Spotlight: Professor Luning Liu

Posted on: 17 January 2024 by Louise Colley in January 2024 posts

Professor Luning Liu in the laboratory
Professor Luning Liu

This edition of Spotlight focuses on Professor Luning Liu, Chair of Microbial Bioenergetics and Bioengineering in the Department of Biochemistry, Cell and Systems Biology. Having joined the University of Liverpool in December 2012, Luning was awarded a prestigious Royal Society University Research Fellowship to establish his independent research group, which focuses on photosynthesis, carbon fixation, and synthetic engineering.

The challenge

Climate change poses a significant threat to global agriculture, food and energy production, and public health. A contributor to global warming is the greenhouse gas carbon dioxide. In nature, plants and other organisms (known as phototrophic organisms) can collect carbon dioxide from the atmosphere and convert it into oxygen. As a result, establishing efficient ways for exploiting and improving photosynthesis is viewed as one way in which we could combat climate change.

Photosynthetic machinery is a complex puzzle of many parts that come together. These building blocks, or modules, have a remarkable ability to self-assemble to form a whole system and control how they work. Understanding self-assembly in nature is crucial not only to improving photosynthesis to help plants grow better, but to create new machinery and biomaterials for a variety of biotechnological applications.

Research in focus

Professor Luning Liu's group, the Liu Lab, aims to explore the intricate workings of biological machinery and membranes at the molecular level. They use a multidisciplinary approach, employing techniques such as molecular genetics, microbiology, biochemistry, proteomics, biophysics, and synthetic biology.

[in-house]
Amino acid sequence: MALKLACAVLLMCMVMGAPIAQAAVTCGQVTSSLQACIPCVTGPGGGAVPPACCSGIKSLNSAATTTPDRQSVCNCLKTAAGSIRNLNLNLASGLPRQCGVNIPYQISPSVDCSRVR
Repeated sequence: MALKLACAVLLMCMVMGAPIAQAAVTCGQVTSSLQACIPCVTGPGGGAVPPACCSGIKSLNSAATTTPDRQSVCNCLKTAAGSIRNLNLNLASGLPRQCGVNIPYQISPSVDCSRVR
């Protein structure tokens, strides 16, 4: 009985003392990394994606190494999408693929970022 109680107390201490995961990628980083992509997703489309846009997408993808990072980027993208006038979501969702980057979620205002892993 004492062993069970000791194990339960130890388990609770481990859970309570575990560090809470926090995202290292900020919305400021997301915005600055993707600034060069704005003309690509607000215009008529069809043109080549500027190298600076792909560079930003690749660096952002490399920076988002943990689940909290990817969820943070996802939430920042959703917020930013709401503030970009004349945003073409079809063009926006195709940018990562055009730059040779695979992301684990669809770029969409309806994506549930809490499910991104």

Emerging questions to be addressed include:

  1. How does nature develop functional machineries to enhance cellular metabolism?
  2. How do the structures of biological machineries ensure their physiological functions?
  3. How are the structure and function of the machineries regulated in response to the changing environment?

Bacterial microcompartments

Bacterial microcompartments are tiny cellular ‘protein containers’ found in many types of bacteria. They help to organise enzymes and keep them separate from the rest of the cell through a selectively permeable shell and play important roles in carbon fixation, disease, and microbial ecology.

The group’s research has provided unprecedented insights into how carboxysomes form from cyanobacteria and metabolosomes from the pathogen Salmonella enterica. Their studies have advanced our understanding of the structural principles of bacterial organelles and informed strategies to engineer functional organelles in non-native hosts for metabolic improvement.

Photosynthetic machinery and membranes

The group has pioneered the direct visualisation of the native structures, mobility, and assembly of protein supercomplexes in photosynthetic membranes from cyanobacteria, purple bacteria, and algae. Knowledge and technology obtained from studies on photosynthetic membranes lay the foundation for studies of many other biological membranes, such as plant chloroplast and mitochondrial membranes.

Their goal is to unravel the mysteries in the development of natural biological machinery. Addressing this knowledge gap will allow the team to underpin synthetic engineering of new biological “devices” and promote biotechnological and biomedical applications. Their research is funded by the UK Royal Society, BBSRC, EPSRC, Leverhulme Trust, and Medical Research Council.